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Who is the Ultimate Driver of E-Mobility?

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Rauf Fattakh's picture
Managing Director & Co-founder Prospero Events Group

Helping decision-makers in the European energy industry benchmark best practices by organizing peer-to-peer conferences since 2007.

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  • Oct 22, 2020

California is the latest significant jurisdiction requiring all new cars and passenger trucks sold to be zero-emission vehicles from 2035. IEA expects that EVs sales will account for 3% of global car sales in 2020. Stakeholders from power generators to governments in major economies are en route to the accelerating adoption speed and deepening penetration. So as a person in charge of E-Mobility who do you think is the ultimate driver in mass-scale EV adoption? 

Evolution in the chicken-egg problem

OEM's are struggling to achieve the optimal EV price because they are not achieving the necessary economies of scale. As result, they are hesitant to take a risk of mass production.

On the other hand, there are not enough EVs on the road for potential charging infrastructure operators to install stations. Only 12% of light-duty vehicle chargers (most of them slow chargers) were publicly accessible in 2019.

This problem has been around for many years. Due to these interrelated risks both OEM's and charging infrastructure enablers have been hedging risks instead of bidding on E-Mobility. 

Stakeholders should work at the same time and at the same place to assure step-by-step implementation of E-Mobility adoption programs.

The problem was tackled by the introduction of electric car-sharing initiatives. For example, Daimler, EnBW, and local government achieved well utilized charging infrastructure by combining the deployment of an electric car-sharing fleet with installing charging points in Stuttgart, Germany. 

The chicken-egg problem should be solved by timely coordination & cooperation between OEMs, utilities, charging point operators (CPOs), and city municipalities. Stakeholders should work at the same time and at the same place to assure step-by-step implementation of E-Mobility adoption programs.

Close cooperation with each city municipality is essential. Adoption is a local story so get ready for the city by city battle. Because E-Mobility perception is about the unique needs and wants of citizens in each city. 

Number of successful charging stations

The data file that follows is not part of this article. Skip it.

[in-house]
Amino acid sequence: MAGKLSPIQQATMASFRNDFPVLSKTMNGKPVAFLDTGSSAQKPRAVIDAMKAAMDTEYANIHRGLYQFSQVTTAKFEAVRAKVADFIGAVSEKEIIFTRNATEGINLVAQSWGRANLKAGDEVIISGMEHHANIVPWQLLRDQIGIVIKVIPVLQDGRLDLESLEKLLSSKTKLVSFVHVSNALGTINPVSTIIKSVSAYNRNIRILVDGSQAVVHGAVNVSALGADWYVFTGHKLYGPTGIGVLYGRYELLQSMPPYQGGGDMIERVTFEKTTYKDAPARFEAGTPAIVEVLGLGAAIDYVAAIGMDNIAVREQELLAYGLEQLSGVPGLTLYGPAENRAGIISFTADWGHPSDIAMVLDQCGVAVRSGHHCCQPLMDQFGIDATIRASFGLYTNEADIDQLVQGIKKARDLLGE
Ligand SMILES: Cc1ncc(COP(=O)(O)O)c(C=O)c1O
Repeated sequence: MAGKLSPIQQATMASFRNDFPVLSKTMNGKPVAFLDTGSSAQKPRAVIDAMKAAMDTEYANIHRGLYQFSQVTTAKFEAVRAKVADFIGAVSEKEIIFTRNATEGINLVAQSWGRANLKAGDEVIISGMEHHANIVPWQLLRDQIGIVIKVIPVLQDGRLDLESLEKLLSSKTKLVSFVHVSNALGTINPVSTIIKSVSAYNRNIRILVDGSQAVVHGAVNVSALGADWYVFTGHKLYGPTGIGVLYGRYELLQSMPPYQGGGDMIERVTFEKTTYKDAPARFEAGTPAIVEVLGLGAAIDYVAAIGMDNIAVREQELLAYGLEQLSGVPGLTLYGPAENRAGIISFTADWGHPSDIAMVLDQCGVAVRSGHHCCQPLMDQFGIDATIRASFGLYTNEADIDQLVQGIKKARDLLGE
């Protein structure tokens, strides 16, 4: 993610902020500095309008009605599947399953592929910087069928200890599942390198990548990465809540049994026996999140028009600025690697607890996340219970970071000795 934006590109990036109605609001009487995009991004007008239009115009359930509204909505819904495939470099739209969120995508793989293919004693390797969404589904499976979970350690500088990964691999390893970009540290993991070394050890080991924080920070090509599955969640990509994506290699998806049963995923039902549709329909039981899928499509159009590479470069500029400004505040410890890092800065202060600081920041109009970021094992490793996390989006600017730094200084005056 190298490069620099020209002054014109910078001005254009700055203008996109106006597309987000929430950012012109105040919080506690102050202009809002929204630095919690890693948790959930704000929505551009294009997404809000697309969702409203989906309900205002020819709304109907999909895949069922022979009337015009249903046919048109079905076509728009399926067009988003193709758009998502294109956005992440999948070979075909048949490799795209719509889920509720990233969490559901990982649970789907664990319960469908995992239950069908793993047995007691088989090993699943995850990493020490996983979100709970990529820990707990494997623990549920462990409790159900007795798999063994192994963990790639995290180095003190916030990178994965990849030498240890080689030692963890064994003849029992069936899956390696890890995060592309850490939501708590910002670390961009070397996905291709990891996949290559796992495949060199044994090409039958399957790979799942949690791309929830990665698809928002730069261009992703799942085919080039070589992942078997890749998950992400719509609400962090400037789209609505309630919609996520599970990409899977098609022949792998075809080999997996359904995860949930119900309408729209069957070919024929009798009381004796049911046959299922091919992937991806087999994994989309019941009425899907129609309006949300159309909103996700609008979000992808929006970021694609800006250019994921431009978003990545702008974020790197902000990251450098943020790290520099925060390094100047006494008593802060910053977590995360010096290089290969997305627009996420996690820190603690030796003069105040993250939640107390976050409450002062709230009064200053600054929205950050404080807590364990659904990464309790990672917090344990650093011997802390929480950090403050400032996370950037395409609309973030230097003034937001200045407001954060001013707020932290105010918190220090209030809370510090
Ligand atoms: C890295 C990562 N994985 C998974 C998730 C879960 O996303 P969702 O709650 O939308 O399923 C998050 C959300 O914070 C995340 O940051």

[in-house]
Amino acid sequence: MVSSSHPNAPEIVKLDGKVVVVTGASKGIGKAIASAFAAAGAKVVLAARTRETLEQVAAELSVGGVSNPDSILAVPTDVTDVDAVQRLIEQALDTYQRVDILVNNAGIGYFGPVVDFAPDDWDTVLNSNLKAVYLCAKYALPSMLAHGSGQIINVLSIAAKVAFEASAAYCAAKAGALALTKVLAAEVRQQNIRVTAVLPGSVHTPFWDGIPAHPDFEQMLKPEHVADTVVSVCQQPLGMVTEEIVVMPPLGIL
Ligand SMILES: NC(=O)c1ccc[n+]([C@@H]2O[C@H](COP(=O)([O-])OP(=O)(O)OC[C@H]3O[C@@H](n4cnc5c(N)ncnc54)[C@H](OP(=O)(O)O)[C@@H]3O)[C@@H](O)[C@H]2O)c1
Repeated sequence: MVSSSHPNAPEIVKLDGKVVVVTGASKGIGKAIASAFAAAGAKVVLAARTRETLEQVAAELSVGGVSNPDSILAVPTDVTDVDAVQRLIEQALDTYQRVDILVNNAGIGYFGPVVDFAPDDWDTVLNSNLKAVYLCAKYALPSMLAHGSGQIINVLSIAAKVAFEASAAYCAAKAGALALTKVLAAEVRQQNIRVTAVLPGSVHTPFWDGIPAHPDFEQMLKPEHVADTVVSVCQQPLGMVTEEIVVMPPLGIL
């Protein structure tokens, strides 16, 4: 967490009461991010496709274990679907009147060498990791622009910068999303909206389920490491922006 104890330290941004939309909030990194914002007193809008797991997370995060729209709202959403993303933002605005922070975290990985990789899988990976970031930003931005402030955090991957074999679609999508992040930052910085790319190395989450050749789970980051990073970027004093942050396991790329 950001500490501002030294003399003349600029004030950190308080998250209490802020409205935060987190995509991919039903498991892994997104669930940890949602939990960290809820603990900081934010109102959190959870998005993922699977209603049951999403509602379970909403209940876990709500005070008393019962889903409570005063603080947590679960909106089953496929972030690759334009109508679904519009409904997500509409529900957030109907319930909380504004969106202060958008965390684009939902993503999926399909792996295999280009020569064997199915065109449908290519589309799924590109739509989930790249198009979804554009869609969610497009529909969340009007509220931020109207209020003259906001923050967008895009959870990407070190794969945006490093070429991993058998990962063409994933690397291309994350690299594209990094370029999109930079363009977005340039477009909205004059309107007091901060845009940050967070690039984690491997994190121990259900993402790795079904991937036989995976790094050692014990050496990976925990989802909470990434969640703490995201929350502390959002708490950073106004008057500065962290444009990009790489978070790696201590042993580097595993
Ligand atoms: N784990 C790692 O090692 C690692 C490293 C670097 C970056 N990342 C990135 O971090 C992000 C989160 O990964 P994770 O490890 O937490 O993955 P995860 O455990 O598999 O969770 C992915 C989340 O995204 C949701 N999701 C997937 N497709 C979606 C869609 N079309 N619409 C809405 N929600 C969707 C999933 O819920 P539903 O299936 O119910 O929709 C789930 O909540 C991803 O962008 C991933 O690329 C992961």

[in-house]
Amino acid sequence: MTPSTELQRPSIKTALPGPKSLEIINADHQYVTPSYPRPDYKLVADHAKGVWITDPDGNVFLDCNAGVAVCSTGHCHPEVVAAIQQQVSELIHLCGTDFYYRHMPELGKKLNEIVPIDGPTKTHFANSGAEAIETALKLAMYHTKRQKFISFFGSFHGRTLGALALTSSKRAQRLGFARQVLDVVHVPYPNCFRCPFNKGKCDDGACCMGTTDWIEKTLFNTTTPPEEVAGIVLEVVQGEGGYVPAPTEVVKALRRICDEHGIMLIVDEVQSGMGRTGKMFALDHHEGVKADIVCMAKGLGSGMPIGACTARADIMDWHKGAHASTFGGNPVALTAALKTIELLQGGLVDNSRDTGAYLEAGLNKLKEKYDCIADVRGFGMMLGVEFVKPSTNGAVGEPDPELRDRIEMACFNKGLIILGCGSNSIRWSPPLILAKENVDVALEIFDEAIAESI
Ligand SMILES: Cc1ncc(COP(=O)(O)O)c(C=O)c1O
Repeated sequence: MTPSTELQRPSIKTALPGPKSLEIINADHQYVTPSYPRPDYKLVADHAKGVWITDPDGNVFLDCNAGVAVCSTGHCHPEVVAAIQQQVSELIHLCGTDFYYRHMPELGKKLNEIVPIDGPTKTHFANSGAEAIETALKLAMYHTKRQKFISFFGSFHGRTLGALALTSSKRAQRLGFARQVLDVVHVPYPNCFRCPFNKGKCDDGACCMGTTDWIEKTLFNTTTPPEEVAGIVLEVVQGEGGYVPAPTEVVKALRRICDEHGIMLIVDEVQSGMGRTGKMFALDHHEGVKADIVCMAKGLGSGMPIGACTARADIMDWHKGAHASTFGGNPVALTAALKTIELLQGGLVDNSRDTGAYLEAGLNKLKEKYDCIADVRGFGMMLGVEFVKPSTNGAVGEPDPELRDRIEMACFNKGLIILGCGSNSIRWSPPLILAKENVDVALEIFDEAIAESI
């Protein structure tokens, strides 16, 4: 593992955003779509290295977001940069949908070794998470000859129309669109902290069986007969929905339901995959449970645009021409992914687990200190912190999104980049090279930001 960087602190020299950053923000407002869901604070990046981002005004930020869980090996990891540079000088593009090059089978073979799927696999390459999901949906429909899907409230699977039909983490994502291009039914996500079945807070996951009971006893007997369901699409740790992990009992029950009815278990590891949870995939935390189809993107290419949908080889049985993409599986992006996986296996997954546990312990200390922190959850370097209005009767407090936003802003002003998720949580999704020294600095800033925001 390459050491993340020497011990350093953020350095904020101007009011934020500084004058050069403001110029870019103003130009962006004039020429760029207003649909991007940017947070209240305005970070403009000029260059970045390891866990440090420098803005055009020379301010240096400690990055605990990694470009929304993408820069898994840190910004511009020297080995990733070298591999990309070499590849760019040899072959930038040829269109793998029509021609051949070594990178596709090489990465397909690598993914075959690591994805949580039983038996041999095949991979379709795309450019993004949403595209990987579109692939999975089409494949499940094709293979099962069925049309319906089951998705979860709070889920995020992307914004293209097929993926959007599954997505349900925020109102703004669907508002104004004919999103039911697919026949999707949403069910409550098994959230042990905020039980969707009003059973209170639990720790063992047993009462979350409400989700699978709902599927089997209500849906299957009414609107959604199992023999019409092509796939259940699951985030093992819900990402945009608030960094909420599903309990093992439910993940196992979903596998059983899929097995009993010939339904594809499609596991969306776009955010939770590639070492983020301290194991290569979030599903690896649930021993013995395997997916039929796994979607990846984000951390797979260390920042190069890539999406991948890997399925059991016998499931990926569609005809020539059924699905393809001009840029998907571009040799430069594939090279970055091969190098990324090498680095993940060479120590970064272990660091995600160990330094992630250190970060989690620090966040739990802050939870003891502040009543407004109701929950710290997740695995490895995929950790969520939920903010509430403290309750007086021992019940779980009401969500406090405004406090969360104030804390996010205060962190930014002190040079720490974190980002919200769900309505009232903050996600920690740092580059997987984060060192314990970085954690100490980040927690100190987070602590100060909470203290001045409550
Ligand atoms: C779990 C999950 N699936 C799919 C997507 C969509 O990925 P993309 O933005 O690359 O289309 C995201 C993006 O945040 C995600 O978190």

E-Mobility programs of utility companies aim to stimulate adoption by developing networks and charging infrastructure. The relevant people are involved in the entire process of deployment of charging infrastructure in the following chronological order:

  1. Advisory & planning.
  2. Installation.
  3. Operation & maintenance.

You are required to be dealing with several ongoing projects at once. Working in such projects requires both commercial and technical understanding to justify investing in EV charging infrastructure. 

Increasing % of charging stations with a positive business case is key evidence to win the argument. Such business cases can be made by attracting retailers to become EV charging site host to increase average retail spend per customer.

EV owners usually spend more time at the site while waiting for their car to be charged, longer time spent higher chances of spending more.

Hydrogen Vehicle vs. EV

If you follow today's media hype it seems there is no future for ICE vehicles, so the debate has already shifted to Hydrogen Vehicle vs. EV.  Both, Hydrogen Vehicles and EVs are clean alternatives to ICE vehicles in future mobility. 

In Hydrogen Vehicle vs. EV debate, the battery cost and charging infrastructure developments have made a huge impact for the past decade. 

For example, EV charging points can be in 3 location categories:

  1. At work.
  2. At home.
  3. On the road.

Whereas Hydrogen Vehicles can be filled only on the road the same way as diesel or petrol cars. Flexibility to charge EV at home is one of the key attractions to a consumer over petrol/diesel or hydrogen vehicles.

The place where EVs are weak is Heavy Duty Cars (trucks) or planes. That’s where hydrogen comes in handy.

To say who will win the rivalry is difficult because it will depend on government policies. And governments will need to see commercial and technological evidence to make specific decisions in the nearest future.

Publicly available chargers by country.
Available public chargers by country. Credit: The IEA

If China has already made a huge contribution to EVs adoption rates globally by its governmental policies, in upcoming decades we will see a push for hydrogen cars in Europe thanks to Next Generation EU recovery package introduced as a response to the COVID-19 pandemic. 

Never forget Average Joe

In the rush of marketing efforts, you shouldn't underestimate the rationality of an end-user consumer. An ICE car driver can compare charging time, driving distance, and price before making buying decisions.

Yes, governments can force people to stop buying ICE cars, but time will show what price those politicians will be ready to pay when the time will come to implement today's decisions.